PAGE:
There's no question that there are significant challenges facing our neighboring cities of Fall River and New Bedford. The persistent struggles of both cities' school districts have created obstacles for economic development, which in turn fuels the high levels of joblessness that contribute to upticks in crime and substance abuse. Yet despite the interconnectedness of these urban issues—which are by no means unique to our region's cities—these issues are rarely addressed holistically because the problems are so difficult to isolate. For example, is a high dropout rate the function of undereducated adults, demographics, or even something like public health? In order to solve these problems, communities need to begin answering these questions. And in order to do that, stakeholders at all levels, including elected officials, institutions, and city residents, need access to objective information around which consensus can be built to drive solutions.
The Urban Initiative seeks to address this need with our latest endeavor, the SouthCoast Urban Indicators Project. The near-term goal of this project is to ensure that the decisions made by every level of stakeholder about how to improve their city's outcomes represent a strategic, logical, evidence-based approach that enjoys broad community support. In the long term, we hope to work with our regional partners to promote communities of empowered citizens who have the tools to be actively engaged in civic discourse.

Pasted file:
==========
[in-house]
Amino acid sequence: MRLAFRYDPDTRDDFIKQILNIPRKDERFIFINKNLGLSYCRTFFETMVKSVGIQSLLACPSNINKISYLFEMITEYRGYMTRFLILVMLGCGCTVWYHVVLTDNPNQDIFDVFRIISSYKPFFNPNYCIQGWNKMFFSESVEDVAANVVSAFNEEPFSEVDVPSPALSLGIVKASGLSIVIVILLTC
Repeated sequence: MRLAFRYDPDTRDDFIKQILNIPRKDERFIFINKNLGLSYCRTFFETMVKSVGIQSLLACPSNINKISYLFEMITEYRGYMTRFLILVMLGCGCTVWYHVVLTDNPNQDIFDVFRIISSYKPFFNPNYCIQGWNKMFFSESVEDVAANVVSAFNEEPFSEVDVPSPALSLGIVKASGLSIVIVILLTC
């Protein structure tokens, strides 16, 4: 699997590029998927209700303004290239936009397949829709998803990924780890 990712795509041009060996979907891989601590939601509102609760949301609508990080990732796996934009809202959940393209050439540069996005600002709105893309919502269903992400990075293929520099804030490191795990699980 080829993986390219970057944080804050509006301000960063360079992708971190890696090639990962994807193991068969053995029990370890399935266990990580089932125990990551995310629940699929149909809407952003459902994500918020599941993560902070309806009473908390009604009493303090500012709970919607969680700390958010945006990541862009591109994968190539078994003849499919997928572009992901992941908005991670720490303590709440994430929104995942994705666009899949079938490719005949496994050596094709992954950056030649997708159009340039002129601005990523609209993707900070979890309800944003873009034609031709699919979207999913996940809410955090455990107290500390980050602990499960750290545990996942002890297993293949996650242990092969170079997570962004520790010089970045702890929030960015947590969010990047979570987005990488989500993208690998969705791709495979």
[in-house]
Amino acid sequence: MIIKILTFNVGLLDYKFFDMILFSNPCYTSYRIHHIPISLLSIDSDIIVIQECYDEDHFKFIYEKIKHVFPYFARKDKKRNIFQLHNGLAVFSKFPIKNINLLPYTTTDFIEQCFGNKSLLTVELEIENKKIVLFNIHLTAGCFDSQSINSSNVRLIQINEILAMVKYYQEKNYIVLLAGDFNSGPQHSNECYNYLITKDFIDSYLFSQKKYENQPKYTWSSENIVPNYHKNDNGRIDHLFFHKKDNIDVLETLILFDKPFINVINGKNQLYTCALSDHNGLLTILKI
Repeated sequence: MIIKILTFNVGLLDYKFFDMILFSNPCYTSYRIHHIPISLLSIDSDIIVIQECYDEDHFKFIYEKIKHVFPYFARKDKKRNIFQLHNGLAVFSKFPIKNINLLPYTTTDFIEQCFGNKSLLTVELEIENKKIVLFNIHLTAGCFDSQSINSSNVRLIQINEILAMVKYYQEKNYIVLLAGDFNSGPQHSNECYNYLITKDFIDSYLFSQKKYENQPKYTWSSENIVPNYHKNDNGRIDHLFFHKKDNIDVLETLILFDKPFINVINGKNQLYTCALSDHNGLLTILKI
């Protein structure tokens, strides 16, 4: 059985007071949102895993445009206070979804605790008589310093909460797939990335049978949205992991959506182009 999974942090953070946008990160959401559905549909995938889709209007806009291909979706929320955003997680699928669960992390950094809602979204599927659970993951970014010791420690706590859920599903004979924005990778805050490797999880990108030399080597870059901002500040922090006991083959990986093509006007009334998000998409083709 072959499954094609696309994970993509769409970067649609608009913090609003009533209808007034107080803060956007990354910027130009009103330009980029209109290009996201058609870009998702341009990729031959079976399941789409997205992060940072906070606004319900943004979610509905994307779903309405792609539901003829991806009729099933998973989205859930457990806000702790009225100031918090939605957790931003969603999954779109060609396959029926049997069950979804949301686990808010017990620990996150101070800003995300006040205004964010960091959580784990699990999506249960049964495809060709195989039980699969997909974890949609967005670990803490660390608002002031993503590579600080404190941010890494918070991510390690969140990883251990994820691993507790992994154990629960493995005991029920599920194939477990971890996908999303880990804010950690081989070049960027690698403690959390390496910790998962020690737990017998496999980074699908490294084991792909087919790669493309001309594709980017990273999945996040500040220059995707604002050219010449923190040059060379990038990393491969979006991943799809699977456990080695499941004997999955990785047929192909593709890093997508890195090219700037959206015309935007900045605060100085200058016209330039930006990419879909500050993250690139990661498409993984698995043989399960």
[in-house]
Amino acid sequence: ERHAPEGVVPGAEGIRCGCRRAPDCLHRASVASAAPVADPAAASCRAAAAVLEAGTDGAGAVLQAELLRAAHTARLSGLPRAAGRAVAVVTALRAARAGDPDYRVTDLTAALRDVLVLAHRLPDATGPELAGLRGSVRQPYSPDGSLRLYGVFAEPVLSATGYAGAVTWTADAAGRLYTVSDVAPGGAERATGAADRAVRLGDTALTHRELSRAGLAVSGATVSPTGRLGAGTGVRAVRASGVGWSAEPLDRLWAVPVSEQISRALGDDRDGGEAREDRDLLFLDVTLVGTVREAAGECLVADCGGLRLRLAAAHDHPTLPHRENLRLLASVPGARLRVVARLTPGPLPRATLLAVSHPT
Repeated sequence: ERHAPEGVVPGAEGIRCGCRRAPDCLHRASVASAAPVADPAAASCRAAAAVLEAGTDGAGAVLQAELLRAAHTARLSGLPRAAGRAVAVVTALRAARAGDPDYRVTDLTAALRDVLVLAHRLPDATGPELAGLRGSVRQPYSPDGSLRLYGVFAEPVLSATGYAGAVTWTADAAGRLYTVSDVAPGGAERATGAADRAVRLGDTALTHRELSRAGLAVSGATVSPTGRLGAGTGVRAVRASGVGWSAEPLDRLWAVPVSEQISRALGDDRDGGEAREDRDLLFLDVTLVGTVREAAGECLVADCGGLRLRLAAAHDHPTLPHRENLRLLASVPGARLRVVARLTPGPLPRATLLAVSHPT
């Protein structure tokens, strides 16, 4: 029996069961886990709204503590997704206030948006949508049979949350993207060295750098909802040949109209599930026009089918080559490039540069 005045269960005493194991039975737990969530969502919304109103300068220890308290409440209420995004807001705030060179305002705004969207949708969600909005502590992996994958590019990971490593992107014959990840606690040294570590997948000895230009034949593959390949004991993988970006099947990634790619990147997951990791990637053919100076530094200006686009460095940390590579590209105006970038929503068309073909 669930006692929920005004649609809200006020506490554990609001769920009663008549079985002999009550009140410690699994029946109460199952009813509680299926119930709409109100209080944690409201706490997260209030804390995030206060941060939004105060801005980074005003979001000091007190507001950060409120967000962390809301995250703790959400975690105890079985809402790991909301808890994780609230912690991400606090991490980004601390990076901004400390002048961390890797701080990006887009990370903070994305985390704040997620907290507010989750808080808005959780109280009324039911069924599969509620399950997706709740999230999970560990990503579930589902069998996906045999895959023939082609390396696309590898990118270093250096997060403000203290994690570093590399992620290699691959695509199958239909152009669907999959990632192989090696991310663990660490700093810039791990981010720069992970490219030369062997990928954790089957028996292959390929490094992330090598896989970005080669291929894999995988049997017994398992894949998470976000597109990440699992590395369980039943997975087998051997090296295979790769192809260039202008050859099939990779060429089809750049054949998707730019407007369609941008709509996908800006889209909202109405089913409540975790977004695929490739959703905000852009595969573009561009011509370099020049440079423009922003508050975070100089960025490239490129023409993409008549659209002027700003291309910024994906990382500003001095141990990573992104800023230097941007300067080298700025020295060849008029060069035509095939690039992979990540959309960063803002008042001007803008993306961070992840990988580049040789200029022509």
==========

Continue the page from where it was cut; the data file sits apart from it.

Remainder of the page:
Visit the site at: http://southcoastindicators.org/
What is this project based on? Ever the advocates of best practices, our web-based platform is modeled after similar indicators projects in cities throughout the country (such as Greater Portland Pulse, the Boston Indicators Project, and DataHaven). Like these projects, the information is presented in a way that is accessible, digestible, and solutions-oriented. Most importantly, this effort goes beyond sharing data; instead, a topic like school readiness is presented in a way that explains why this matters, how it is measured, how the community is performing, and what kinds of programs and policies exist to help improve performance in this area (including things like best practices, policy changes, and grant programs).
Critical to the success of this project is the community's use of and engagement with this information. After all, the end goal is not to make information available; instead, it is to spark conversation, encourage collaboration, and stimulate action. So please send your input to firstname.lastname@example.org, and thanks for your help!
This project was launched with support from the Community Foundation of Southeastern Massachusetts -- Acushnet Foundation Fund. Please contact Colleen Dawicki to learn about opportunities to invest in this vital community project.